It’s not just what you say, but the way that you say it
What you say
If you are to get a message across effectively, you must be direct and accurate. Use short, punchy sentences and try to summarise whenever possible. If people have to identify the important information from a long dialogue, they will eventually give up and your message will be lost. 
Consider the person you are addressing and the time and place. For example, you wouldn’t use a team meeting to speak to an individual about their poor performance.
Taking ownership of your message shows assertiveness, e.g. stating: ‘in my opinion … ‘. This is not confrontational, as you are offering an opinion rather than stating fact. People are less likely to respond defensively or aggressively to your opinion and are more likely to take your view into consideration. 
Tackle the problem
Avoid confrontation by tackling the problem and not the person. For example, ‘Why can you never get anywhere on time?’ is a personal attack; while ‘Please make sure you are here on time’ is a solution to a problem.
Work on using clear, concise, constructive language to get your message across effectively. Choose words you are comfortable with. It is important to match your vocabulary to that of the receiver. If you use language they won’t understand such as technical words and jargon you will only distance yourself from the person with whom you are trying to communicate.
Stay on track
During communication, things may happen to knock you off track. For example, someone might disagree with you. In this case, you will need some time to reconsider your views and prepare an assertive response. You can gain valuable seconds by using starter words, e.g. ‘Well … or I see … ; asking for clarification or checking your understanding; or asking for time to think about what the other person has said.
The way you say it
Use your voice to full effect. Don’t shout but add quality to your voice. To do this, you can apply a breathing technique used by singers: Put your hand on your stomach and breathe deeply so that your hand moves in and out. This is abdominal breathing, which allows you to access the lower/richer end of your voice range. If you use abdominal breathing while speaking, you can take in more air and thus talk for longer without pausing.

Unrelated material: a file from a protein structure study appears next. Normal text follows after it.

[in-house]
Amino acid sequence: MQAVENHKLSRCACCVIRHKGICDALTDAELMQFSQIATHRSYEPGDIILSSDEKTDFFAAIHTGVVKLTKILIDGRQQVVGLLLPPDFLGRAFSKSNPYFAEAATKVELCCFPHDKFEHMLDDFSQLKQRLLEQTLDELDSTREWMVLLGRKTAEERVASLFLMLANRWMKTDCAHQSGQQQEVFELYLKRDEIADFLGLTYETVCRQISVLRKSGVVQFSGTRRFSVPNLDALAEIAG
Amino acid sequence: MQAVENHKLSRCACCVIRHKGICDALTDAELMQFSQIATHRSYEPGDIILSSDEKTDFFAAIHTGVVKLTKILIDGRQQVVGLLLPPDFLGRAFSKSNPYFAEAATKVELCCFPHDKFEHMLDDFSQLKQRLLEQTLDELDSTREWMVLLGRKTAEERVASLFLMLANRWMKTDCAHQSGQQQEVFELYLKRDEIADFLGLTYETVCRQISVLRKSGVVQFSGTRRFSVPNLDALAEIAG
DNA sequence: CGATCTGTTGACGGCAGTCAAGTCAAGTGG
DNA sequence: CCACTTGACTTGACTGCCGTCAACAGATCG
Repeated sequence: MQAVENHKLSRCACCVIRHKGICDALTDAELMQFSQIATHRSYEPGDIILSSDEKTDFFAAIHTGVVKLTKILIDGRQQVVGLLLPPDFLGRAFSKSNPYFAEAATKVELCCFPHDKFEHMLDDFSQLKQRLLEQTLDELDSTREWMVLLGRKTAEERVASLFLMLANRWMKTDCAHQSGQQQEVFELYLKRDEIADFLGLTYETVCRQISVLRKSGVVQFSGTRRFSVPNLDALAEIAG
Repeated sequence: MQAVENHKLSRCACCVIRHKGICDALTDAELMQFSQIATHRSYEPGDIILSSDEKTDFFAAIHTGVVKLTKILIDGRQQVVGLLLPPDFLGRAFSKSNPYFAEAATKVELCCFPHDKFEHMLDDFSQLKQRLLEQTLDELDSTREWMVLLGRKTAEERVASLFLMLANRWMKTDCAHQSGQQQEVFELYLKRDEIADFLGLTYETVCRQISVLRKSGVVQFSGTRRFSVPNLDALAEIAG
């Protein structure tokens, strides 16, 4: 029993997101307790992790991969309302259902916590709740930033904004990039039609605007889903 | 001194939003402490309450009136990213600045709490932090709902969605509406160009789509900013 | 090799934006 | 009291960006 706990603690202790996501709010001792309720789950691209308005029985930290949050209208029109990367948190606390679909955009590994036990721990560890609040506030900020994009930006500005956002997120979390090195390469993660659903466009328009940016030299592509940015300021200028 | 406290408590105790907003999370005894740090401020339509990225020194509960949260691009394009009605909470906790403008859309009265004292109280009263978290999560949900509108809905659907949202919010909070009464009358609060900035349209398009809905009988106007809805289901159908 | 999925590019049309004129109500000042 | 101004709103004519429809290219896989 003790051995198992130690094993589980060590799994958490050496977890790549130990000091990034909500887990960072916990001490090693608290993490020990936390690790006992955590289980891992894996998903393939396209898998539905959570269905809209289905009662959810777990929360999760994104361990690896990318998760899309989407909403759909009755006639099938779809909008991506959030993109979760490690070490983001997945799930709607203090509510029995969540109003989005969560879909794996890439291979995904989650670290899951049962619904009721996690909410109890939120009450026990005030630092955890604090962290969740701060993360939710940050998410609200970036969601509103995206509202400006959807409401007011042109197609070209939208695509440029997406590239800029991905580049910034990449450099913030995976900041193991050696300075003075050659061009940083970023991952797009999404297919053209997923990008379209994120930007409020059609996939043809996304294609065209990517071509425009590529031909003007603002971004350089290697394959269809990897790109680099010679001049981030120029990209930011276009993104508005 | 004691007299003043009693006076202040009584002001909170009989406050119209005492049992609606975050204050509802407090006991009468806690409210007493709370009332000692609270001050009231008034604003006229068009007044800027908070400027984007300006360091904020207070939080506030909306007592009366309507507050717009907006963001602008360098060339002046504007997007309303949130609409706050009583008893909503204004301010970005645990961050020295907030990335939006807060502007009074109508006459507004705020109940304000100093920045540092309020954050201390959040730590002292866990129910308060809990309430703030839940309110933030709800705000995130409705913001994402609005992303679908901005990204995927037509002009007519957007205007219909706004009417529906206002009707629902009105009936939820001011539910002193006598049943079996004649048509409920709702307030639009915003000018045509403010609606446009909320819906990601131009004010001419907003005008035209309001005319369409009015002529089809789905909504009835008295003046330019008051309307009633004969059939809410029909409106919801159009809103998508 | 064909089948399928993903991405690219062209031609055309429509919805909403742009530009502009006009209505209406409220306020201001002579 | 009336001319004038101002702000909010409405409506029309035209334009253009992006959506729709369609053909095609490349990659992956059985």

A monotone delivery is dull. A good delivery flows smoothly and has inflection. Emphasise certain words to add meaning to your message. Try not to accidentally give the wrong meaning. For example, ‘I can’t have a meeting with you tomorrow’ may be seen as offensive, whereas ‘I can’t have a meeting with you tomorrow’ is more reasonable.
Your posture can communicate confidence and control. For example, when standing, keep your head up and maintain an open stance, arms hanging loosely, hands open and relaxed. This shows control over yourself and the situation. Hunched shoulders show passive behaviour. Crossing your arms can be defensive, and angling away from a person indicates that you want to be somewhere else.
Your facial expression should be appropriate to the message you are giving. For example, a smile can be disarming, but is inappropriate if you are giving bad news.
Good eye contact demonstrates respect and openness. Avoiding eye contact, on the other hand, can be a sign of nervousness or dishonesty.
Respect another person’s personal space as standing too close will make them feel uncomfortable.
People who listen but are easily distracted are not communicating effectively. Good communication includes taking on board the opinions and rights of others. You should try to read the messages others give out. For example, if they seem distracted, you may offer to arrange another time to talk.
Make sure anything that the receiver can see is in order. This will give you the appearance of being prepared and confident.
Confident people don’t look nervous. If you get nervous easily, then you might like to try some relaxation techniques, such as deep breathing, before entering a situation that makes you nervous.
 Jan Ferguson, Perfect Assertiveness (Random House Business Books, 2003).
 Sue Ferguson, Develop Your Assertiveness Second Edition (Kogan Page, 2000).